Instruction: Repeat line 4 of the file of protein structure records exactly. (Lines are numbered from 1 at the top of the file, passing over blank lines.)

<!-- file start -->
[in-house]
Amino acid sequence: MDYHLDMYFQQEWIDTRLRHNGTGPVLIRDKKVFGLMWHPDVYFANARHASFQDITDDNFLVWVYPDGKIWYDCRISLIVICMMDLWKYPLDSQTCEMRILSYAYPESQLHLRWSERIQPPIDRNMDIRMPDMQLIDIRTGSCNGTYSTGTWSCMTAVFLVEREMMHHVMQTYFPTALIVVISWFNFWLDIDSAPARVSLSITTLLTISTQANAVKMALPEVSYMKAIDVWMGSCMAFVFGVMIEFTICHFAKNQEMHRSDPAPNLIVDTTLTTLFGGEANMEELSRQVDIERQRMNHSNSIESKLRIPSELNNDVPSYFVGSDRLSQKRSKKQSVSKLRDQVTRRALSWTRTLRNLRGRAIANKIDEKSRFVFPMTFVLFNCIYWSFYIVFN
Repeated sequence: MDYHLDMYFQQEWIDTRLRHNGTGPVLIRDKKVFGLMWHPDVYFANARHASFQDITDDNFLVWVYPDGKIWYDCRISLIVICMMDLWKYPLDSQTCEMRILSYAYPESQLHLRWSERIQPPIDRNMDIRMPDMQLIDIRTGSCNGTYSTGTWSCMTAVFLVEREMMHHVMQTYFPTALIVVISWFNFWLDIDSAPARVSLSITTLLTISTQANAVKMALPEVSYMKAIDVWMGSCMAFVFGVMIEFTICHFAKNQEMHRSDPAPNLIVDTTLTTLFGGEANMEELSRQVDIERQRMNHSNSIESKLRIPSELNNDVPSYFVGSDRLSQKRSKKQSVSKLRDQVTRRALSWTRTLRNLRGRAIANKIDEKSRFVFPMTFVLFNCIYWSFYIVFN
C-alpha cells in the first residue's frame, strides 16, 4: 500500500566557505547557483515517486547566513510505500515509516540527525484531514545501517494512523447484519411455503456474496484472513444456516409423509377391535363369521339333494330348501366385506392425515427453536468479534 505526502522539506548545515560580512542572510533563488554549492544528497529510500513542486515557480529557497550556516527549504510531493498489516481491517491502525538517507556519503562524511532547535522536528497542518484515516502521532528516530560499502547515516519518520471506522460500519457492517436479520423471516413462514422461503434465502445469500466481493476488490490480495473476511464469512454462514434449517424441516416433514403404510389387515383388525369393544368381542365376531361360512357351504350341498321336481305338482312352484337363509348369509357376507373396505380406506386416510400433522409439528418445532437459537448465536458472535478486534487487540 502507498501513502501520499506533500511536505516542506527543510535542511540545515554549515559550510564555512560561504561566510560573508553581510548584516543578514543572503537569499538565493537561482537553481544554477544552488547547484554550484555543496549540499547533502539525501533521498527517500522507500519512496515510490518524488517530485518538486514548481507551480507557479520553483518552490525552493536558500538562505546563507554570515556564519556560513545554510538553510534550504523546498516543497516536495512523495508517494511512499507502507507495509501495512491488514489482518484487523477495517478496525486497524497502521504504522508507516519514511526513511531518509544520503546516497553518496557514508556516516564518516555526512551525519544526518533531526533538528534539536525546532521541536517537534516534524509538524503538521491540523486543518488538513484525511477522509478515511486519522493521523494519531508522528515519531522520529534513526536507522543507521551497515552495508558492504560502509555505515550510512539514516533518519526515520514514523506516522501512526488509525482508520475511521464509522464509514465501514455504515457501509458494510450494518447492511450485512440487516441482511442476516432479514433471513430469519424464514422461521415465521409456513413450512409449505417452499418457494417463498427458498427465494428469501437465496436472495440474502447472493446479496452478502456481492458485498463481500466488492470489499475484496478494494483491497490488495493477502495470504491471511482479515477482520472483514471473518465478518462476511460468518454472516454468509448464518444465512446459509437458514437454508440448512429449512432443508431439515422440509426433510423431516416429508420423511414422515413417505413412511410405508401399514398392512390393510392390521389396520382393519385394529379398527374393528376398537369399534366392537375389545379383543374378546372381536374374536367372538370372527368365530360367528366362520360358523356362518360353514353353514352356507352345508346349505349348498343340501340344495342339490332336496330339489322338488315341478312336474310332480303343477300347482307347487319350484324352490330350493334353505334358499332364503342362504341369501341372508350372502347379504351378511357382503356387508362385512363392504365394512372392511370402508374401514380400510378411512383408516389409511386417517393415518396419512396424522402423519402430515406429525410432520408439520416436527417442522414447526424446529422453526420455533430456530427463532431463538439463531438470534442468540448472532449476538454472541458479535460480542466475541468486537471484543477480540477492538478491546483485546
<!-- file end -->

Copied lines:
C-alpha cells in the first residue's frame, strides 16, 4: 500500500566557505547557483515517486547566513510505500515509516540527525484531514545501517494512523447484519411455503456474496484472513444456516409423509377391535363369521339333494330348501366385506392425515427453536468479534 505526502522539506548545515560580512542572510533563488554549492544528497529510500513542486515557480529557497550556516527549504510531493498489516481491517491502525538517507556519503562524511532547535522536528497542518484515516502521532528516530560499502547515516519518520471506522460500519457492517436479520423471516413462514422461503434465502445469500466481493476488490490480495473476511464469512454462514434449517424441516416433514403404510389387515383388525369393544368381542365376531361360512357351504350341498321336481305338482312352484337363509348369509357376507373396505380406506386416510400433522409439528418445532437459537448465536458472535478486534487487540 502507498501513502501520499506533500511536505516542506527543510535542511540545515554549515559550510564555512560561504561566510560573508553581510548584516543578514543572503537569499538565493537561482537553481544554477544552488547547484554550484555543496549540499547533502539525501533521498527517500522507500519512496515510490518524488517530485518538486514548481507551480507557479520553483518552490525552493536558500538562505546563507554570515556564519556560513545554510538553510534550504523546498516543497516536495512523495508517494511512499507502507507495509501495512491488514489482518484487523477495517478496525486497524497502521504504522508507516519514511526513511531518509544520503546516497553518496557514508556516516564518516555526512551525519544526518533531526533538528534539536525546532521541536517537534516534524509538524503538521491540523486543518488538513484525511477522509478515511486519522493521523494519531508522528515519531522520529534513526536507522543507521551497515552495508558492504560502509555505515550510512539514516533518519526515520514514523506516522501512526488509525482508520475511521464509522464509514465501514455504515457501509458494510450494518447492511450485512440487516441482511442476516432479514433471513430469519424464514422461521415465521409456513413450512409449505417452499418457494417463498427458498427465494428469501437465496436472495440474502447472493446479496452478502456481492458485498463481500466488492470489499475484496478494494483491497490488495493477502495470504491471511482479515477482520472483514471473518465478518462476511460468518454472516454468509448464518444465512446459509437458514437454508440448512429449512432443508431439515422440509426433510423431516416429508420423511414422515413417505413412511410405508401399514398392512390393510392390521389396520382393519385394529379398527374393528376398537369399534366392537375389545379383543374378546372381536374374536367372538370372527368365530360367528366362520360358523356362518360353514353353514352356507352345508346349505349348498343340501340344495342339490332336496330339489322338488315341478312336474310332480303343477300347482307347487319350484324352490330350493334353505334358499332364503342362504341369501341372508350372502347379504351378511357382503356387508362385512363392504365394512372392511370402508374401514380400510378411512383408516389409511386417517393415518396419512396424522402423519402430515406429525410432520408439520416436527417442522414447526424446529422453526420455533430456530427463532431463538439463531438470534442468540448472532449476538454472541458479535460480542466475541468486537471484543477480540477492538478491546483485546